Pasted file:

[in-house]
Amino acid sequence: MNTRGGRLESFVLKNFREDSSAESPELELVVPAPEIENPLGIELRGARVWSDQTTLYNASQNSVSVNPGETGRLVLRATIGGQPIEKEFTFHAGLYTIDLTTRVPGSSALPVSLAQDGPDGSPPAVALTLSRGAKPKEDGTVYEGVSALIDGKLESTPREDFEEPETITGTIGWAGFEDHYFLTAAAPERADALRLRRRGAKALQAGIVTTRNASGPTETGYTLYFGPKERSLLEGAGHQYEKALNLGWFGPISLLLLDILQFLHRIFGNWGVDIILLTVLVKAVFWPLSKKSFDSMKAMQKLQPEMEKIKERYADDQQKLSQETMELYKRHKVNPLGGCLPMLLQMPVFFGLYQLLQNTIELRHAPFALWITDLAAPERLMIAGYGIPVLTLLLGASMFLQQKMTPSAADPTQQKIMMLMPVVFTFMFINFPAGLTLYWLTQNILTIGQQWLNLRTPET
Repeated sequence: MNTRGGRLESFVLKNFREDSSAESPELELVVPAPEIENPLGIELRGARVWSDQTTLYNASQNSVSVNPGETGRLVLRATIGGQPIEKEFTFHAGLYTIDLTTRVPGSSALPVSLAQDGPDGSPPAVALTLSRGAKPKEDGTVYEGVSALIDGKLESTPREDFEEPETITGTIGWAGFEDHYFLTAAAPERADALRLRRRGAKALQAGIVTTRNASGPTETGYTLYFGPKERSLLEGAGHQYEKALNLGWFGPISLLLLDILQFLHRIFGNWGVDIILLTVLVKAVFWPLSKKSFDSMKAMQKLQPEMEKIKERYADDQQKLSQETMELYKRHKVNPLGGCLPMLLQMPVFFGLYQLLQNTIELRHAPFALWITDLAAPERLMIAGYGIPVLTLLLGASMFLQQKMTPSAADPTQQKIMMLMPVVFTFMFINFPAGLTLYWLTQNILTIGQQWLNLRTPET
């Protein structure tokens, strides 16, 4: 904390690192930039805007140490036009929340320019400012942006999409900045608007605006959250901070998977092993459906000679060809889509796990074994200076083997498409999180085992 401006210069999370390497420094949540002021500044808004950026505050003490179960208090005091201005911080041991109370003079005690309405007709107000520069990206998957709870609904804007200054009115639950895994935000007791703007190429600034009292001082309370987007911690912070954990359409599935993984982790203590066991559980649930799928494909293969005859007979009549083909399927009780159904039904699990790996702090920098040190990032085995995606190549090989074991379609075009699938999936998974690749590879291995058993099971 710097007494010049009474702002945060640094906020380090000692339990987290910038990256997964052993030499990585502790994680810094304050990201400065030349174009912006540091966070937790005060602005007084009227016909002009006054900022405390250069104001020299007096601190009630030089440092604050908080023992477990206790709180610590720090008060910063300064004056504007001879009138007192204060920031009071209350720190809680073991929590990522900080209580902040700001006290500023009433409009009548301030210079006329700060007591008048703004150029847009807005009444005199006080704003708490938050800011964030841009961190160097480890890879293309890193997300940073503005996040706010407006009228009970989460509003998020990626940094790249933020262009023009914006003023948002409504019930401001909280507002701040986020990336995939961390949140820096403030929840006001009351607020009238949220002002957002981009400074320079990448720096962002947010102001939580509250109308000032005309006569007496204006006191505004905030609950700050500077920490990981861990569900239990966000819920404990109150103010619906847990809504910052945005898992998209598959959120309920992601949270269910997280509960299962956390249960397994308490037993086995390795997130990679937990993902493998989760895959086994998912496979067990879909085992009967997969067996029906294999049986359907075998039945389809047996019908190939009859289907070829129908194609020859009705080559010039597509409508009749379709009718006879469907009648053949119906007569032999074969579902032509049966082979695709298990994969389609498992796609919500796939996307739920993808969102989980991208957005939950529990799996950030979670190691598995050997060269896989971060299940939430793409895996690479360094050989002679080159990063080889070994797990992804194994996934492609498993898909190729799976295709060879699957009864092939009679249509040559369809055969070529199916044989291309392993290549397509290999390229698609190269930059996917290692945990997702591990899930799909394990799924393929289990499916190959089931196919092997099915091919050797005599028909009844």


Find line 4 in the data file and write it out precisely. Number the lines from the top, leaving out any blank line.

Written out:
């Protein structure tokens, strides 16, 4: 904390690192930039805007140490036009929340320019400012942006999409900045608007605006959250901070998977092993459906000679060809889509796990074994200076083997498409999180085992 401006210069999370390497420094949540002021500044808004950026505050003490179960208090005091201005911080041991109370003079005690309405007709107000520069990206998957709870609904804007200054009115639950895994935000007791703007190429600034009292001082309370987007911690912070954990359409599935993984982790203590066991559980649930799928494909293969005859007979009549083909399927009780159904039904699990790996702090920098040190990032085995995606190549090989074991379609075009699938999936998974690749590879291995058993099971 710097007494010049009474702002945060640094906020380090000692339990987290910038990256997964052993030499990585502790994680810094304050990201400065030349174009912006540091966070937790005060602005007084009227016909002009006054900022405390250069104001020299007096601190009630030089440092604050908080023992477990206790709180610590720090008060910063300064004056504007001879009138007192204060920031009071209350720190809680073991929590990522900080209580902040700001006290500023009433409009009548301030210079006329700060007591008048703004150029847009807005009444005199006080704003708490938050800011964030841009961190160097480890890879293309890193997300940073503005996040706010407006009228009970989460509003998020990626940094790249933020262009023009914006003023948002409504019930401001909280507002701040986020990336995939961390949140820096403030929840006001009351607020009238949220002002957002981009400074320079990448720096962002947010102001939580509250109308000032005309006569007496204006006191505004905030609950700050500077920490990981861990569900239990966000819920404990109150103010619906847990809504910052945005898992998209598959959120309920992601949270269910997280509960299962956390249960397994308490037993086995390795997130990679937990993902493998989760895959086994998912496979067990879909085992009967997969067996029906294999049986359907075998039945389809047996019908190939009859289907070829129908194609020859009705080559010039597509409508009749379709009718006879469907009648053949119906007569032999074969579902032509049966082979695709298990994969389609498992796609919500796939996307739920993808969102989980991208957005939950529990799996950030979670190691598995050997060269896989971060299940939430793409895996690479360094050989002679080159990063080889070994797990992804194994996934492609498993898909190729799976295709060879699957009864092939009679249509040559369809055969070529199916044989291309392993290549397509290999390229698609190269930059996917290692945990997702591990899930799909394990799924393929289990499916190959089931196919092997099915091919050797005599028909009844």